Creating tax transparency: publish what you pay

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Tax transparency is, in the case of companies, all about being accountable for the tax due by the company.

The trouble is that the vast majority of UK based companies are not accounting for the tax that they pay for a number of reasons.

In many cases that is because they file abbreviated accounts. These are, of course, legal for small companies but they mean that no profit and loss account information, at all, is published by the companies making use of this form of reporting. Given that detailed disclosure of liabilities is also not required by them the chance that any disclosure of any sort with regard to corporation tax is made by these companies is very limited indeed.

Curiously they are a long way from being alone in this regard. Some branches of foreign companies need file no accounts in the UK, and far too many of such companies that may only trade here e.g. by renting land and buildings but are not required to file accounts with Companies House. They too fail to provide any information on the tax they pay.

But this is not the only tax opacity in company accounts. Look at the accounts of any UK parent company with a parent elsewhere in the EU (and, sometimes, elsewhere) and they do not need to file a cash flow statement, meaning that critical data on tax paid is not provided by these companies.

Multinationals do provide data on tax paid, but in far too many cases it is meaningless. Tax is, inevitably and only paid locally, but in most multinational corporation accounts there is little indication as to where profits are made, let alone where tax is being accrued or paid.

Then result is that in the vast majority of the published accounts of companies working in the UK there is very little, and in far too many cases, no information at all on the tax due and paid in this country. This is an absurd situation. When tax payable on profits is, in my opinion, the necessary price payable for the privilege of limited liability the fact that in most of the accounts we have no clue as to what UK profits are, let alone the resulting tax due, shows a fundamental failing in the accounting requirements demanded of our companies.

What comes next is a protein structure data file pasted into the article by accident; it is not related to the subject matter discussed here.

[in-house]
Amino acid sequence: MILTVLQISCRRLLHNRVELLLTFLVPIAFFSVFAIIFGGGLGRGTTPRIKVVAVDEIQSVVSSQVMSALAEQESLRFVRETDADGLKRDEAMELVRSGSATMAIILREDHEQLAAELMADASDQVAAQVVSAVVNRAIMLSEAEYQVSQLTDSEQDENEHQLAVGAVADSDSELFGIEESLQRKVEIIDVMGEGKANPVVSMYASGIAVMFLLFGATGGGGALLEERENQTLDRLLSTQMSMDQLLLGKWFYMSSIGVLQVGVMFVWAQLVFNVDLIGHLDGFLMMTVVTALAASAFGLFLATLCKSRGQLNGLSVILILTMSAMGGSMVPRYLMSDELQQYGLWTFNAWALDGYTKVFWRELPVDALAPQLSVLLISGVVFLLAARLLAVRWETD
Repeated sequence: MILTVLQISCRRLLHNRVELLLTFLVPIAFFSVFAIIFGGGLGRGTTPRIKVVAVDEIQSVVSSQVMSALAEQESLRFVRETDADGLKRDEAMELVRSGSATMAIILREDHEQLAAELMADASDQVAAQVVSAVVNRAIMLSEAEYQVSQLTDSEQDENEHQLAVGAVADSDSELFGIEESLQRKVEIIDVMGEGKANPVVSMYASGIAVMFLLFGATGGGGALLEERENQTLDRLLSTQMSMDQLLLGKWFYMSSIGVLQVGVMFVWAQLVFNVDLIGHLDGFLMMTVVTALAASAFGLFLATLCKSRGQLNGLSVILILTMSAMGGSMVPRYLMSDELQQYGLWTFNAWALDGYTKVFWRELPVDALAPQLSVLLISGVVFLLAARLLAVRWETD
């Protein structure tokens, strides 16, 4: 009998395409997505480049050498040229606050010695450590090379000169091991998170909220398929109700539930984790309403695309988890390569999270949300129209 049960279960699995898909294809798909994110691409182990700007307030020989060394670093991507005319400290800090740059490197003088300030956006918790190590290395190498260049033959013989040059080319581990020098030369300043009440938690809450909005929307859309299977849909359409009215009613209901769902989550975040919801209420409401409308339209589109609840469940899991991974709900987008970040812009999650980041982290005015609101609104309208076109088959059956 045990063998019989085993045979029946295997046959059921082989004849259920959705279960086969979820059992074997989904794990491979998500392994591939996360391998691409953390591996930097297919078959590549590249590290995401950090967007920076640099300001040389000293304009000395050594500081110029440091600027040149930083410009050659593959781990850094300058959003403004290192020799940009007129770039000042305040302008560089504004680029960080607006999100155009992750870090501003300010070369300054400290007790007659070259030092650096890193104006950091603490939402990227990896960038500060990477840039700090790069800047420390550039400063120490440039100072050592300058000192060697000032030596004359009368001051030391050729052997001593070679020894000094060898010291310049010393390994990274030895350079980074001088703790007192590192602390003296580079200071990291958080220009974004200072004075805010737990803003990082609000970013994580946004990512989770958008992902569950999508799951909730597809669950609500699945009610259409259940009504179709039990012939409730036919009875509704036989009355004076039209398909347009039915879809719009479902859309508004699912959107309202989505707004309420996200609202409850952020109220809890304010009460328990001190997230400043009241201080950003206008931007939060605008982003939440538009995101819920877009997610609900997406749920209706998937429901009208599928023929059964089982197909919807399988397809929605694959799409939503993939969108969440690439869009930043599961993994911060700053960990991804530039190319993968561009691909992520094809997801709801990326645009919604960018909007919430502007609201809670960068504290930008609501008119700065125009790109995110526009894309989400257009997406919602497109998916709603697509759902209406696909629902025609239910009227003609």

The solution, in all cases, is that as a minimum, every single company trading in the UK (defined as having a permanent establishment in the UK for tax, trading through a related permanent establishment trading in the UK (to cover Amazon) and managing land, building or other assets from which income is earned in this country) must file as part of their annual accounts a statement that must be published, irrespective of the size of the company stating what the UK turnover of the company is, what its UK profits are, UK current tax liability provided and UK corporation tax paid in the year.

There is no company that does not know this data.

There is no company whose competitive position in the UK is compromised by this since absolutely every single company trading here must file it.

And there is, therefore no reason at all why this should not be required.

If any government, whether Cameron's, which committed to trade, tax and transparency in 2013, or an incoming government in 2015, cannot deliver this then they are not serious about tax transparency. And that is why this has to be on the agenda for UK tax transparency.